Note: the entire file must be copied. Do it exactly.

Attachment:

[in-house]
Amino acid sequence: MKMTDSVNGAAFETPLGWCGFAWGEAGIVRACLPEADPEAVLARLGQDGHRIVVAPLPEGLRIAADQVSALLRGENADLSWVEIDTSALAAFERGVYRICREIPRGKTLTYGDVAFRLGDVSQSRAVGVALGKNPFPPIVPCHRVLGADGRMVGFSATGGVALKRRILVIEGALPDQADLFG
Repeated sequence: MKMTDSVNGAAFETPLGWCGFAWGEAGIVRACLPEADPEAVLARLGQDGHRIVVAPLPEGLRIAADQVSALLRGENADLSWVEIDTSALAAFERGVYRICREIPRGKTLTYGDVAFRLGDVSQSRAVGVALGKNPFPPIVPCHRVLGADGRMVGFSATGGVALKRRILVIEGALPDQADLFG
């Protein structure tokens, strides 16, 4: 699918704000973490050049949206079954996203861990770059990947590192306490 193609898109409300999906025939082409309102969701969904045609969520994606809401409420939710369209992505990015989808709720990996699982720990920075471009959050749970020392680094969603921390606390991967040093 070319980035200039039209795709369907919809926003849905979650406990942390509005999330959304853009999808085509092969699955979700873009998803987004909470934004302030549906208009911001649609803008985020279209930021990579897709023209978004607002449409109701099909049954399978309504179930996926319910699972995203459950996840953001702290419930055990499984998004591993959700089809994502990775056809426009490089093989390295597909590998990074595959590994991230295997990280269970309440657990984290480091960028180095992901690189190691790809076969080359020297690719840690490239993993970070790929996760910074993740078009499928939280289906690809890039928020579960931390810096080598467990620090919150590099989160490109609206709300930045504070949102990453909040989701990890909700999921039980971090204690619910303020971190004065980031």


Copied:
[in-house]
Amino acid sequence: MKMTDSVNGAAFETPLGWCGFAWGEAGIVRACLPEADPEAVLARLGQDGHRIVVAPLPEGLRIAADQVSALLRGENADLSWVEIDTSALAAFERGVYRICREIPRGKTLTYGDVAFRLGDVSQSRAVGVALGKNPFPPIVPCHRVLGADGRMVGFSATGGVALKRRILVIEGALPDQADLFG
Repeated sequence: MKMTDSVNGAAFETPLGWCGFAWGEAGIVRACLPEADPEAVLARLGQDGHRIVVAPLPEGLRIAADQVSALLRGENADLSWVEIDTSALAAFERGVYRICREIPRGKTLTYGDVAFRLGDVSQSRAVGVALGKNPFPPIVPCHRVLGADGRMVGFSATGGVALKRRILVIEGALPDQADLFG
């Protein structure tokens, strides 16, 4: 699918704000973490050049949206079954996203861990770059990947590192306490 193609898109409300999906025939082409309102969701969904045609969520994606809401409420939710369209992505990015989808709720990996699982720990920075471009959050749970020392680094969603921390606390991967040093 070319980035200039039209795709369907919809926003849905979650406990942390509005999330959304853009999808085509092969699955979700873009998803987004909470934004302030549906208009911001649609803008985020279209930021990579897709023209978004607002449409109701099909049954399978309504179930996926319910699972995203459950996840953001702290419930055990499984998004591993959700089809994502990775056809426009490089093989390295597909590998990074595959590994991230295997990280269970309440657990984290480091960028180095992901690189190691790809076969080359020297690719840690490239993993970070790929996760910074993740078009499928939280289906690809890039928020579960931390810096080598467990620090919150590099989160490109609206709300930045504070949102990453909040989701990890909700999921039980971090204690619910303020971190004065980031």